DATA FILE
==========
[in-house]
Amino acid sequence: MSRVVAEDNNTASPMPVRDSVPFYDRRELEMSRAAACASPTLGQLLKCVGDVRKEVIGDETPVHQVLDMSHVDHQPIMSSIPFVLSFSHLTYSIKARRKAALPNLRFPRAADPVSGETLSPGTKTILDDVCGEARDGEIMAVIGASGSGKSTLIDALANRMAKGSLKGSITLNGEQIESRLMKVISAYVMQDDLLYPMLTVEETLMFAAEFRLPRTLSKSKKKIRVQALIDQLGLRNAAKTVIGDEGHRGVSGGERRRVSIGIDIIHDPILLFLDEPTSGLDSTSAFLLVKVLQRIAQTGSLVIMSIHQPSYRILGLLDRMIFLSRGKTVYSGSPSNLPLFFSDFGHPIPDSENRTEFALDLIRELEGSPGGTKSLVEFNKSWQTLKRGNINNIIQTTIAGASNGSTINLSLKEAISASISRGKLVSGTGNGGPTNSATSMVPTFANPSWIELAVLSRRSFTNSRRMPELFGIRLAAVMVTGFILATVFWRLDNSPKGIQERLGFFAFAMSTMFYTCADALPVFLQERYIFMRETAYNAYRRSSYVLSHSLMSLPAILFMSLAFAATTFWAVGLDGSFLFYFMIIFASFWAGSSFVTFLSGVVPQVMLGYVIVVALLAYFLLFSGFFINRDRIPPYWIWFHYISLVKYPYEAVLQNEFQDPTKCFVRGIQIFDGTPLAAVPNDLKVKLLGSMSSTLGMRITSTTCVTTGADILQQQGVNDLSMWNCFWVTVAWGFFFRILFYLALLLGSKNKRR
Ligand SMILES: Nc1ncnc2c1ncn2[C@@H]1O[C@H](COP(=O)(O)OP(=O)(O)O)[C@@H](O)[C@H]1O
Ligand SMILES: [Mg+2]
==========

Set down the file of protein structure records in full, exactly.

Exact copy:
[in-house]
Amino acid sequence: MSRVVAEDNNTASPMPVRDSVPFYDRRELEMSRAAACASPTLGQLLKCVGDVRKEVIGDETPVHQVLDMSHVDHQPIMSSIPFVLSFSHLTYSIKARRKAALPNLRFPRAADPVSGETLSPGTKTILDDVCGEARDGEIMAVIGASGSGKSTLIDALANRMAKGSLKGSITLNGEQIESRLMKVISAYVMQDDLLYPMLTVEETLMFAAEFRLPRTLSKSKKKIRVQALIDQLGLRNAAKTVIGDEGHRGVSGGERRRVSIGIDIIHDPILLFLDEPTSGLDSTSAFLLVKVLQRIAQTGSLVIMSIHQPSYRILGLLDRMIFLSRGKTVYSGSPSNLPLFFSDFGHPIPDSENRTEFALDLIRELEGSPGGTKSLVEFNKSWQTLKRGNINNIIQTTIAGASNGSTINLSLKEAISASISRGKLVSGTGNGGPTNSATSMVPTFANPSWIELAVLSRRSFTNSRRMPELFGIRLAAVMVTGFILATVFWRLDNSPKGIQERLGFFAFAMSTMFYTCADALPVFLQERYIFMRETAYNAYRRSSYVLSHSLMSLPAILFMSLAFAATTFWAVGLDGSFLFYFMIIFASFWAGSSFVTFLSGVVPQVMLGYVIVVALLAYFLLFSGFFINRDRIPPYWIWFHYISLVKYPYEAVLQNEFQDPTKCFVRGIQIFDGTPLAAVPNDLKVKLLGSMSSTLGMRITSTTCVTTGADILQQQGVNDLSMWNCFWVTVAWGFFFRILFYLALLLGSKNKRR
Ligand SMILES: Nc1ncnc2c1ncn2[C@@H]1O[C@H](COP(=O)(O)OP(=O)(O)O)[C@@H](O)[C@H]1O
Ligand SMILES: [Mg+2]